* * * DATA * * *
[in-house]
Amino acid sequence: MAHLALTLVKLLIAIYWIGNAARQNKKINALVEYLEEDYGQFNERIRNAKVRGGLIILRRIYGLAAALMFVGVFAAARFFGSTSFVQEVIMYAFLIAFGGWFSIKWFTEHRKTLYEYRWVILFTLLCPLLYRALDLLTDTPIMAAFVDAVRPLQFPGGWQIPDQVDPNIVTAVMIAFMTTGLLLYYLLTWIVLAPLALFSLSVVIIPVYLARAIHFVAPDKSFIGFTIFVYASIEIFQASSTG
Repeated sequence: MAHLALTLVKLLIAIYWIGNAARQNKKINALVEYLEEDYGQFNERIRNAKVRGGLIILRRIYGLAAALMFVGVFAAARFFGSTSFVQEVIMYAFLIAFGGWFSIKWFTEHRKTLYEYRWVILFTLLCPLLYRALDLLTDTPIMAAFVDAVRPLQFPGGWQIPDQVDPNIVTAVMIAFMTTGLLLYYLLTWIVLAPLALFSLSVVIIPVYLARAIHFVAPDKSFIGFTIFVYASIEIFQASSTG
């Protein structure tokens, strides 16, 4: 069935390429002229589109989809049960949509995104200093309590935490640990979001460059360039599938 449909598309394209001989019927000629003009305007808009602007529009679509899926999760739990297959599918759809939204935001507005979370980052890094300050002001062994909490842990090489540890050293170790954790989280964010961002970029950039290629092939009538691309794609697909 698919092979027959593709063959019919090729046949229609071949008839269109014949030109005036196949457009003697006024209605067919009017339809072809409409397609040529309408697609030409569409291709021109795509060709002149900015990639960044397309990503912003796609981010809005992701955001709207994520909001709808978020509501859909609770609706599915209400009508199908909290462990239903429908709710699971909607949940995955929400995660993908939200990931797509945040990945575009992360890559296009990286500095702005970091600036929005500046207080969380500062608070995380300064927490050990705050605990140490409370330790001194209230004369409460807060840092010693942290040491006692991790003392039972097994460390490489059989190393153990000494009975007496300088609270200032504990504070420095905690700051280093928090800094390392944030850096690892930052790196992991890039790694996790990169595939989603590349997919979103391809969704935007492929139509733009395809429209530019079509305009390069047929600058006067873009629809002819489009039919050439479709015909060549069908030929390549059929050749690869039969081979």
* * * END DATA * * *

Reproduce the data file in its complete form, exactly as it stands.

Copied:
[in-house]
Amino acid sequence: MAHLALTLVKLLIAIYWIGNAARQNKKINALVEYLEEDYGQFNERIRNAKVRGGLIILRRIYGLAAALMFVGVFAAARFFGSTSFVQEVIMYAFLIAFGGWFSIKWFTEHRKTLYEYRWVILFTLLCPLLYRALDLLTDTPIMAAFVDAVRPLQFPGGWQIPDQVDPNIVTAVMIAFMTTGLLLYYLLTWIVLAPLALFSLSVVIIPVYLARAIHFVAPDKSFIGFTIFVYASIEIFQASSTG
Repeated sequence: MAHLALTLVKLLIAIYWIGNAARQNKKINALVEYLEEDYGQFNERIRNAKVRGGLIILRRIYGLAAALMFVGVFAAARFFGSTSFVQEVIMYAFLIAFGGWFSIKWFTEHRKTLYEYRWVILFTLLCPLLYRALDLLTDTPIMAAFVDAVRPLQFPGGWQIPDQVDPNIVTAVMIAFMTTGLLLYYLLTWIVLAPLALFSLSVVIIPVYLARAIHFVAPDKSFIGFTIFVYASIEIFQASSTG
């Protein structure tokens, strides 16, 4: 069935390429002229589109989809049960949509995104200093309590935490640990979001460059360039599938 449909598309394209001989019927000629003009305007808009602007529009679509899926999760739990297959599918759809939204935001507005979370980052890094300050002001062994909490842990090489540890050293170790954790989280964010961002970029950039290629092939009538691309794609697909 698919092979027959593709063959019919090729046949229609071949008839269109014949030109005036196949457009003697006024209605067919009017339809072809409409397609040529309408697609030409569409291709021109795509060709002149900015990639960044397309990503912003796609981010809005992701955001709207994520909001709808978020509501859909609770609706599915209400009508199908909290462990239903429908709710699971909607949940995955929400995660993908939200990931797509945040990945575009992360890559296009990286500095702005970091600036929005500046207080969380500062608070995380300064927490050990705050605990140490409370330790001194209230004369409460807060840092010693942290040491006692991790003392039972097994460390490489059989190393153990000494009975007496300088609270200032504990504070420095905690700051280093928090800094390392944030850096690892930052790196992991890039790694996790990169595939989603590349997919979103391809969704935007492929139509733009395809429209530019079509305009390069047929600058006067873009629809002819489009039919050439479709015909060549069908030929390549059929050749690869039969081979």